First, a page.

Giant redwoods: World’s largest trees 'thriving in UK'

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Test your knowledge about the world's largest trees, the giant redwoods, and learn how these magnificent trees are thriving in the UK 🌲🇬🇧. Explore facts and figures about these towering giants in this informative quiz!

Why are giant redwoods thriving in the UK's climate according to Dr. Wilkes?

The UK climate is very wet, and the trees need moisture to grow.
The UK offers more sunlight which facilitates faster growth.
The climate is significantly warmer compared to their native California.

Explanation

Giant redwoods - the world's largest trees - are flourishing in the UK and now even outnumber those found in their native range in California.

The giants were first brought to the UK about 160 years ago, and a new study suggests they are growing at a similar rate to their US counterparts.

An estimated 500,000 trees are in the UK compared to 80,000 in California.

However they aren't yet as tall. In California they can reach 90m-high, but in the UK the tallest is 54.87m.

But that's because the introduced trees are still very young. Giant redwoods can live for more than 2,000 years, so there's still plenty of time for the UK's trees to catch up

 

"Half a million trees is quite a lot to go under the radar until now, but it's when you start looking for them in the landscape, and compiling these datasets, that you realise how many there are," said Dr Phil Wilkes, one of the authors of the study, from Kew's botanic garden at Wakehurst in Sussex.

BBC/Tony Jolliffe UK giant redwoodBBC/Tony Jolliffe
The UK's giant redwoods are growing ever taller because of our damp climate

Giant redwoods (Sequoiadendron giganteum) were first brought to the UK by the Victorians. They were the ultimate botanical status symbol, typically planted in the grand estates of the wealthy.

Today, some form sweeping avenues while others stand in ones or twos. But they're easy to spot: their dense, cone-shaped crowns stand proud of everything around them.

To assess how these towering giants are adapting to their UK home, scientists selected a sample of nearly 5,000 trees to study at Wakehurst, Benmore Botanic Garden in Argyllshire, Scotland and Havering Country Park in Essex.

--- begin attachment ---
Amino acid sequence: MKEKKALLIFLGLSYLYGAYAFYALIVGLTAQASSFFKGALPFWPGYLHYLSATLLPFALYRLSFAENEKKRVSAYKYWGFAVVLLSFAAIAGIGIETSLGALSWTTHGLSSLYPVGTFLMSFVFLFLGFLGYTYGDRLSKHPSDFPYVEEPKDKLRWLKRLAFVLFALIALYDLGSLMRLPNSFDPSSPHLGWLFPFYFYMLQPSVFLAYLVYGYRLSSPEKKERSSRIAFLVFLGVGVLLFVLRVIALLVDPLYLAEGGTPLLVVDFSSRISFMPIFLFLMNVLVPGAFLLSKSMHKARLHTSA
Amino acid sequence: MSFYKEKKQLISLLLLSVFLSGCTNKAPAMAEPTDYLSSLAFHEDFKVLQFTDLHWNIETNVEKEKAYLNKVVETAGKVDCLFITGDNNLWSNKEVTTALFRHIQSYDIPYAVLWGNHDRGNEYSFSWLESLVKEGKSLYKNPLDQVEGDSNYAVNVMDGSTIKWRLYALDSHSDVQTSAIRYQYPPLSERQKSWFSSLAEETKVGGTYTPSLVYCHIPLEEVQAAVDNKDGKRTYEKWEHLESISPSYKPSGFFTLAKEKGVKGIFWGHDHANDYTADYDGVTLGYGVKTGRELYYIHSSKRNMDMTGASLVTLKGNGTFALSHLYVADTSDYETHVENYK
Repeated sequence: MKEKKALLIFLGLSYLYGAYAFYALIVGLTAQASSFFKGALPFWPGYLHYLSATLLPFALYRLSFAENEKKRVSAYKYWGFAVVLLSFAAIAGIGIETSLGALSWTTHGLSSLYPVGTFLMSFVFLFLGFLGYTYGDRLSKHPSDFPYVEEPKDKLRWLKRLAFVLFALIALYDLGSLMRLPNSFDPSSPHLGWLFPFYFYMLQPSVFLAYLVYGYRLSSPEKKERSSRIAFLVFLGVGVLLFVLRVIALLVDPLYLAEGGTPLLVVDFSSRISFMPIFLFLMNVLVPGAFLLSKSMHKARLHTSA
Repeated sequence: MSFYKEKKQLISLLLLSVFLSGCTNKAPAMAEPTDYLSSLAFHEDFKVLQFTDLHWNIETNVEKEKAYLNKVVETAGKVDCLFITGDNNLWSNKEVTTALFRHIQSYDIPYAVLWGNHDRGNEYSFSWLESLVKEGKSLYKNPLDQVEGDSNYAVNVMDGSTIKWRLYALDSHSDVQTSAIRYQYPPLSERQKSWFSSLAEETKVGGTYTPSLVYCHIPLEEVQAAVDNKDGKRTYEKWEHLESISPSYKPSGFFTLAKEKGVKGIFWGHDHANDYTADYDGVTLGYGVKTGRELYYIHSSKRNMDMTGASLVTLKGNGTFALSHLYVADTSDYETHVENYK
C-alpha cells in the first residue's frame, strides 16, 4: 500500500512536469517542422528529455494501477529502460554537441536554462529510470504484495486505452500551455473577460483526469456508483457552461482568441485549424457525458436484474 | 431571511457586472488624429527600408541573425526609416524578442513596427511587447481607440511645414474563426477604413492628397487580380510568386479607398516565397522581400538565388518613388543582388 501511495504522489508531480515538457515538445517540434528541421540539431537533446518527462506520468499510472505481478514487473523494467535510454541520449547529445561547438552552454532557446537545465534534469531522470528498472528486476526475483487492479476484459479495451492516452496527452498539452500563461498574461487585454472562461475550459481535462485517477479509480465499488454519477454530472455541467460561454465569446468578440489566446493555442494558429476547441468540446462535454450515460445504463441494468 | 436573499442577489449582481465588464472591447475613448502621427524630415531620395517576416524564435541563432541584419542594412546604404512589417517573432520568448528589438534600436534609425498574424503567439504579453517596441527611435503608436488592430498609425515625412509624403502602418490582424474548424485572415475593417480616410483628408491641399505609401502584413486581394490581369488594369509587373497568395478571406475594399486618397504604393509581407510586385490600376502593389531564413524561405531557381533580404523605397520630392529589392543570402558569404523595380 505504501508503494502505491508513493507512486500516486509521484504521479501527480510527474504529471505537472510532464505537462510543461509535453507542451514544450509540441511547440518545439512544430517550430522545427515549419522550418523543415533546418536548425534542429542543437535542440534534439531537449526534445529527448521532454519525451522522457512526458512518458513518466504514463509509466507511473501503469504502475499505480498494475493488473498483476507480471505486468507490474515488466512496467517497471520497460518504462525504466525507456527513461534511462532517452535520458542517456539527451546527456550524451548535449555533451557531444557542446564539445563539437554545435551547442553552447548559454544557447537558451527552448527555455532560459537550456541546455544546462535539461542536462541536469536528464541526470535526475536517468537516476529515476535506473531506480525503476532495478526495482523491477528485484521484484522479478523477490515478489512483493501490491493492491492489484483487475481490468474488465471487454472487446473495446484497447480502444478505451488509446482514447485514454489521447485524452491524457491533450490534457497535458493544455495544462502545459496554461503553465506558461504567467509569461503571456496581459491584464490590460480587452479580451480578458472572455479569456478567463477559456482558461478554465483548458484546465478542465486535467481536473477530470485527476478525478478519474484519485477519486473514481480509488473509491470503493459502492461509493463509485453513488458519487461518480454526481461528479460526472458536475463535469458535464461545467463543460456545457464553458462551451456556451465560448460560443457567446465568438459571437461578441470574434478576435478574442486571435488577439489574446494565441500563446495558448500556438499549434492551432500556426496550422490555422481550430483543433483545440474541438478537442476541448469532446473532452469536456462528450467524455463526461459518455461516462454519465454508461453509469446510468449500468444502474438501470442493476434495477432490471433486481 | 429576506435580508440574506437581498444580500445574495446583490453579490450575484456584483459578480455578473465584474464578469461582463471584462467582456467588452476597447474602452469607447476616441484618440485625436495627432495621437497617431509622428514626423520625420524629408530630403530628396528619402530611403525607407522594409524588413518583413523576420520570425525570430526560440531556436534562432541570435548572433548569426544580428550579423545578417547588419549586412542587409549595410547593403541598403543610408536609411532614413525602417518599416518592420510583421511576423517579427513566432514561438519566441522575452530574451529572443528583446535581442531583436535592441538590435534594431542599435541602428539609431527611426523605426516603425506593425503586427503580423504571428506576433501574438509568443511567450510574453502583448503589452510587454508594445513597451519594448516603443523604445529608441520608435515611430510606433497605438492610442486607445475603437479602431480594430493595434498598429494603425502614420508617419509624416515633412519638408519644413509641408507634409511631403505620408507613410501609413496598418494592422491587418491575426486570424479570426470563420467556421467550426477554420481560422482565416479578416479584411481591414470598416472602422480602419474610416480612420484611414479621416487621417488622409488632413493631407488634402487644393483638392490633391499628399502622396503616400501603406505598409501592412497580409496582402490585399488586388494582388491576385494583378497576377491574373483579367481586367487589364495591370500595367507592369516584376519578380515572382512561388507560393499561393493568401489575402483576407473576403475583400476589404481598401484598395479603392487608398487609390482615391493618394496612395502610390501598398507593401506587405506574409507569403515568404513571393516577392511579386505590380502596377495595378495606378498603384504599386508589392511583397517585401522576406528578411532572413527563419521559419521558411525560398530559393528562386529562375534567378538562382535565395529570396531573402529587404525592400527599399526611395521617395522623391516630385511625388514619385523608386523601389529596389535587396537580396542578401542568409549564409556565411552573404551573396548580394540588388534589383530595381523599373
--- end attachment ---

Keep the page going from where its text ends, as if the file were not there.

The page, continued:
They used laser scanners to measure the heights and volumes of some of the trees - it's also a way to weigh the trees without cutting them down.

The researchers found that the trees were growing about as fast as the giant redwoods in their native home in the mountains of Sierra Nevada. The UK climate seems to suit them, says Dr Wilkes.

"Where they grow in California, it's cooler and moister than you would typically envisage California to be," he explained.

"And we have a reasonably similar climate here - it's very wet and they need the moisture to grow."

Phil Wilkes Scan of giant redwoodPhil Wilkes
Scientists are making 3D scans of the trees
 

The scientists also looked at how much carbon dioxide the trees were absorbing - trees soak up and store the greenhouse gas and planting more trees can play a role in helping to tackle climate change.

The researchers found that because of their sheer size, giant redwoods can lock up large amounts of carbon dioxide in their wood - although not as much as their US counterparts.

The trees at Wakehurst, which are about 45m tall, have about 10 to 15 tonnes of carbon stored in them, Dr Wilkes explained.

"But compare this to the largest tree in California, which has about 250 tonnes of carbon stored in it, and they're quite small. But you know, these could get as big."

The scientists involved in the research are quick to point out that planting forests of giant redwoods would not be enough to significantly reduce the amount of carbon dioxide in the atmosphere. But these majestic giants can play a part in a mixed forest plantation with a variety of other trees, both native and imported.

 
Getty Images Giant redwoods in CaliforniaGetty Images
The trees in California's ancient forests are under threat from climate change

In California, the natural wonders are under threat from climate change - they're not faring well with hotter and drier weather and more intense wildfires.

So could the UK become their new home?

In an avenue of trees originally planted as a grand entrance to a now demolished mansion in Havering Country Park, Prof Mat Disney, from University College London, says he thinks it's more than possible.

"In terms of climate, it's probably the case that they're going to have a less pressured existence here than they do in California," he said.

 

Although he pointed out that conditions are also changing in the UK with climate change.

BBC/Tony Jolliffe UK giant redwoodsBBC/Tony Jolliffe
It will be a few more centuries before the UK's trees grow as tall as those in California

Giant redwoods are being planted as saplings all over the country, often by local authorities in public parks or recreation grounds.

Prof Disney says they have a long life ahead of them - and they won't stay small for long.

"They're very fast growing, and they grow large. Once they reach about 60m, they will be the tallest trees in Britain, and then they will keep on growing," he said.

 

However, while the trees are doing well in the UK, there's little chance of them taking over our native forests any time soon - they're not reproducing here as they need very specific conditions to take seed.

The study is published in the Royal Society journal Open Science.

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